The Causes And Challenges Of Air Pollution In New Zealand

2097 Words 9 Pages
Air Pollution in New Zealand

The policy domain that I have chosen to focus my assignment on is health. The longstanding issue that I will focus my assignment on is that of air pollution from particulate matter in the residential sector. Particulate matter is very, very small particles that come from combustion of certain materials, such as burning fossil fuels, running automobiles and operating factories . These particles are very hazardous to human health, when we breathe in these particles they can get trapped in our lungs; this can cause major health problems such as shortness of breath, asthma, lung damage and even death. This air pollution is a major challenge for those working with healthcare policy. This issue is most prevalent in areas
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The issue of air pollution due to particulate matter can occur horizontally (between regions or councils), vertically (between councils and nations or regions) or in various combinations of the two . By definition, a spatial scale is a scale in relation to size and distance. The issue of particulate matter in New Zealand is an issue that is widespread across the country, and the size of the issue varies from city to city. The councils in the worst affected areas such as Timaru, Otago, Nelson and Christchurch , will have to place more importance on this issue than lesser affected areas such as Wellington and Hamilton. The key policy challenge facing healthcare policy is the impact of particulate matter on citizen’s health – the number of deaths it causes per year and the financial impact this has on hospitals. This widespread issue has common health effects such as the irritation of the nose, throat and lungs – for individuals with pre-existing respiratory issues; breathing in the particulate matter exacerbates these conditions. Studies have shown that particulate matter can increase the number of hospital admissions and Emergency Department visits, placing strain on hospitals …show more content…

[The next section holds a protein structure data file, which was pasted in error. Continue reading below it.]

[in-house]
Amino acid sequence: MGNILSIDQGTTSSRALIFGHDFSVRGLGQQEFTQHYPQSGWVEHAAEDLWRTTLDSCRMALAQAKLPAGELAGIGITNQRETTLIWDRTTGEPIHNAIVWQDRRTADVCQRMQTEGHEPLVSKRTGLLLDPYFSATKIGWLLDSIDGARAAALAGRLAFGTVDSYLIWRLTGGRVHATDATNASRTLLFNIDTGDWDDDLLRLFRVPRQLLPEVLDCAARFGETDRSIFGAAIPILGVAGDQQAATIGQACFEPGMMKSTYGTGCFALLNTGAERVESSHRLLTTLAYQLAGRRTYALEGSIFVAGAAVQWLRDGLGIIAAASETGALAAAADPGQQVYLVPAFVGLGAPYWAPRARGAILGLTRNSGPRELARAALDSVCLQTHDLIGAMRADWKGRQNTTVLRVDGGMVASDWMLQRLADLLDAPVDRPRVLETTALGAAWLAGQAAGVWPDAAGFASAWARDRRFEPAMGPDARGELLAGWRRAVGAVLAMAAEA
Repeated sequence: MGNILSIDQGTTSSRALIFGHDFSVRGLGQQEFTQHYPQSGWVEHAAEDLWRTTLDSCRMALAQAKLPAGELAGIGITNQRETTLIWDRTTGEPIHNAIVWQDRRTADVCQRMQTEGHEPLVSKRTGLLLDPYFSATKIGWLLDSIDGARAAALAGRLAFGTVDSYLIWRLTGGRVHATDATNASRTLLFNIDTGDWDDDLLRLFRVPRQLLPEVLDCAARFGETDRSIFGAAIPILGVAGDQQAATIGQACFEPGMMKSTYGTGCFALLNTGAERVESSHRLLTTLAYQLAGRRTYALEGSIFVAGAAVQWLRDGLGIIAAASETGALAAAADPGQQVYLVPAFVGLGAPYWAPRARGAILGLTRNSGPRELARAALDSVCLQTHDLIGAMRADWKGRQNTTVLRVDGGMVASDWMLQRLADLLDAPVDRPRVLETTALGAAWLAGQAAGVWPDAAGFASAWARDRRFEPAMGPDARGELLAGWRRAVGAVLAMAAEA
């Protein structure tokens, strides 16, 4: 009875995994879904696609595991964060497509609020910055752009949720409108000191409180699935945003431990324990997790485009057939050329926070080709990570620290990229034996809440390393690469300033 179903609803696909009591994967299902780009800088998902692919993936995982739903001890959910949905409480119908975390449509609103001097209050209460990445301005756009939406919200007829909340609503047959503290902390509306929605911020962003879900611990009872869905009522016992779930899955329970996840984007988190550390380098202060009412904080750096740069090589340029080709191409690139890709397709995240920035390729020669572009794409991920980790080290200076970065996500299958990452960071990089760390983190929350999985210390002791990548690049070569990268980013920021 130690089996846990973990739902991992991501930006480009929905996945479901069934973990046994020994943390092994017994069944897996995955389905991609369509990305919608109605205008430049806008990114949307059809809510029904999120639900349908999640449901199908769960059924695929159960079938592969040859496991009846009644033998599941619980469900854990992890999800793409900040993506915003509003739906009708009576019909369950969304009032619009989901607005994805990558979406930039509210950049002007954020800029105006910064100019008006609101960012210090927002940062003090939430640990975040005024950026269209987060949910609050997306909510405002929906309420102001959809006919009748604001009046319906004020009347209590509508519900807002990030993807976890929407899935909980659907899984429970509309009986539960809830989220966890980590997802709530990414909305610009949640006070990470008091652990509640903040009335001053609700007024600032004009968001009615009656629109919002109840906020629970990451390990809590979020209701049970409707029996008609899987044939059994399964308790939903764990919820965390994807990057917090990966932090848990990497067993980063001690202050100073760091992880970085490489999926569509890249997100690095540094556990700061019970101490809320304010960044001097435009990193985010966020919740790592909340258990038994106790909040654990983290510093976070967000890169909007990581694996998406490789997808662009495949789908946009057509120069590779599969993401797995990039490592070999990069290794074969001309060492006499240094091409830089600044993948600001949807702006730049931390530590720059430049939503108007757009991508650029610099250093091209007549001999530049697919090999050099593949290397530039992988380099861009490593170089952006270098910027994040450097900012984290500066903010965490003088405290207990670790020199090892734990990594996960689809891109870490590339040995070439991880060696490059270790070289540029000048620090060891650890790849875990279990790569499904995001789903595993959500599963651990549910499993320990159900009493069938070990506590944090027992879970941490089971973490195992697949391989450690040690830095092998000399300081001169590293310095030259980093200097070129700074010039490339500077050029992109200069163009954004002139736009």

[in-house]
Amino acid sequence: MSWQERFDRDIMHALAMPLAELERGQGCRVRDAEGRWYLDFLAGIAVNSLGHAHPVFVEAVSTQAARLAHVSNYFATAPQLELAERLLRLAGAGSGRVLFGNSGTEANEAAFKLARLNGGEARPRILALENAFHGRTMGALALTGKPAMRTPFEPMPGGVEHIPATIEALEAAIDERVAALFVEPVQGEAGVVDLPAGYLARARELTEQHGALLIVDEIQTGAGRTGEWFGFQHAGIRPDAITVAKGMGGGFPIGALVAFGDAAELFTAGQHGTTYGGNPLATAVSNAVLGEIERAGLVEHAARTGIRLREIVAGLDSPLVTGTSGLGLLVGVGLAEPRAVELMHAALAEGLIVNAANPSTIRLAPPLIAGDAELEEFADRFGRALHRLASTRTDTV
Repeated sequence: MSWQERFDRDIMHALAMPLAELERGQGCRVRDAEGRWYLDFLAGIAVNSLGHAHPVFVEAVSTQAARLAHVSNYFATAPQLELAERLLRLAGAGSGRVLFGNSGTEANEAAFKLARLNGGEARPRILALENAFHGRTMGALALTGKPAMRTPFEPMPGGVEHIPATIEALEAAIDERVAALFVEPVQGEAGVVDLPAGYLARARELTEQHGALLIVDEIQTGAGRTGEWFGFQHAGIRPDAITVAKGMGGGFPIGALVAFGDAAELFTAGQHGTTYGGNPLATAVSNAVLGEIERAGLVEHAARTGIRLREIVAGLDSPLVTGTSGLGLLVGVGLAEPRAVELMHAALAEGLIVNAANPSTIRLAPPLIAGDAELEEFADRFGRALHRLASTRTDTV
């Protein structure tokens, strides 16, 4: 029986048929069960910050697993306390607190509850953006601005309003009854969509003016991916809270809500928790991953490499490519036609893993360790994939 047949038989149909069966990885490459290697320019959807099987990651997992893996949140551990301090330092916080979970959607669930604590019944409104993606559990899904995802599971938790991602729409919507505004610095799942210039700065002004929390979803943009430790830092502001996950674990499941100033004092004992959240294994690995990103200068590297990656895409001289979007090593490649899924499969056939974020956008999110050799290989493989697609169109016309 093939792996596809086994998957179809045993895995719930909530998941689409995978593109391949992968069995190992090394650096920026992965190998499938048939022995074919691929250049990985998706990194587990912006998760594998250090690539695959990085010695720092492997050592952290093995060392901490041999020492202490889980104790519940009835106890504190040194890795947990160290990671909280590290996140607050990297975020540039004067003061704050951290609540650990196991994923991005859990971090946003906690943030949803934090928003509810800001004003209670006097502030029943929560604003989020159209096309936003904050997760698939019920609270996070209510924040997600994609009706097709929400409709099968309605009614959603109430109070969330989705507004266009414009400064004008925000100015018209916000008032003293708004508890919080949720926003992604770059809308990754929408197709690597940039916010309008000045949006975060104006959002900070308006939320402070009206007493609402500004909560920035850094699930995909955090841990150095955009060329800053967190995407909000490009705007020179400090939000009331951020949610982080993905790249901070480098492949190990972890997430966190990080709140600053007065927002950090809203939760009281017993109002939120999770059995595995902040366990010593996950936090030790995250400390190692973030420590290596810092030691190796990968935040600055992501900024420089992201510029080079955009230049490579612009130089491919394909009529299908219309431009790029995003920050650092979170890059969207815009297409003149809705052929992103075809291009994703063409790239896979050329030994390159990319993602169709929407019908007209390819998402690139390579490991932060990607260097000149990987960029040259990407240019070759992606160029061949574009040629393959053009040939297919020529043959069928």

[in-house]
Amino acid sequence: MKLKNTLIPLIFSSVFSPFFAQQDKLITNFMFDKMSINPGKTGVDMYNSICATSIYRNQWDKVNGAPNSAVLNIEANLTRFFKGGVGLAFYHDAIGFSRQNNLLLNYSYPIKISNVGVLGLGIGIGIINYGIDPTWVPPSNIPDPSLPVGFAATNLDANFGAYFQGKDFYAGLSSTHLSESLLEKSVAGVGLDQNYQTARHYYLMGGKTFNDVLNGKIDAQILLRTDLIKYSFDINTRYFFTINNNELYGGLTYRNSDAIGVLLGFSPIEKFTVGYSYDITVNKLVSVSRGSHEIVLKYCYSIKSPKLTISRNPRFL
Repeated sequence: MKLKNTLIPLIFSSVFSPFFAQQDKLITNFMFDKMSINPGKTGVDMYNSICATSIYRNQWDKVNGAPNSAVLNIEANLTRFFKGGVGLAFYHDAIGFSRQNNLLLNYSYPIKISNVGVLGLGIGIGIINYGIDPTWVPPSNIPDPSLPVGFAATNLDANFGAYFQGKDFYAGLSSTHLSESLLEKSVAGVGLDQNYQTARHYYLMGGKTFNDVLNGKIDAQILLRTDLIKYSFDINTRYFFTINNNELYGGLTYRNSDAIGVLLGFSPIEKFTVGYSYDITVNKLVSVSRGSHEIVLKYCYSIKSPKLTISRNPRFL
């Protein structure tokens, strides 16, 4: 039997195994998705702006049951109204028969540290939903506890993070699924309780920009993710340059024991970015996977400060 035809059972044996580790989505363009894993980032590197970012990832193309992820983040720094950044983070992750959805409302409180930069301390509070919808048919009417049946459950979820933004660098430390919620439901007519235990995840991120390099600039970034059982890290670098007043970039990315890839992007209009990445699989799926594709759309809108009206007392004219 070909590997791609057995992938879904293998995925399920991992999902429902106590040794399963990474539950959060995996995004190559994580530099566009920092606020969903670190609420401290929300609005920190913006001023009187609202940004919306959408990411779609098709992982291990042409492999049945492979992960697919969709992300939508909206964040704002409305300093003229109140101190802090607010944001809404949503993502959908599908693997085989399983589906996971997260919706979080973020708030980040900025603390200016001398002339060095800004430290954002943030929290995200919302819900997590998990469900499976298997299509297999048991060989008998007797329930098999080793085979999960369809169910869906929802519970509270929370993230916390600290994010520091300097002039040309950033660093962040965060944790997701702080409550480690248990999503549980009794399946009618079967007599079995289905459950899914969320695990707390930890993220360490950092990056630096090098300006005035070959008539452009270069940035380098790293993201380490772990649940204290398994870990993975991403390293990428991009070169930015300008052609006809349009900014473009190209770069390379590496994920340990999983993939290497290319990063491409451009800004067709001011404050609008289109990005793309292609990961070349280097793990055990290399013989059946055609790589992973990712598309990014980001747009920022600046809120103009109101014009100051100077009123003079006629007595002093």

policy responses to sustainability problems have implications for social and economic arrangements . In the case of particulate matter, if the combustion of fossil fuels by the residential sector was to be reduced, there would not be much impact on overall levels of particulate matter unless combustion is reduced by factories and automobiles as well. It would be difficult for factories to operate and make a profit in the economy, if they are unable to burn wood and coal for energy - this in turn will have social impacts on households. Further, this complex issue also includes automobiles, which would stunt our economy if households and businesses had to cut down on their use. Combustion of fossil fuels is not the only source of particulate matter in New Zealand, about 10-20% of particulate matter comes from natural sources such as sea salt, pollen and dust . Air pollution is also not solely caused by particulate matter, but also from landfill gas, which contributes to greenhouse gasses as well as other sources. It becomes hard for policy analysts to determine whether policy needs to only address particulate matter, or these other areas as well. Creating solutions to the policy problem of air pollution will cause flow on effects that may harm the economy and social

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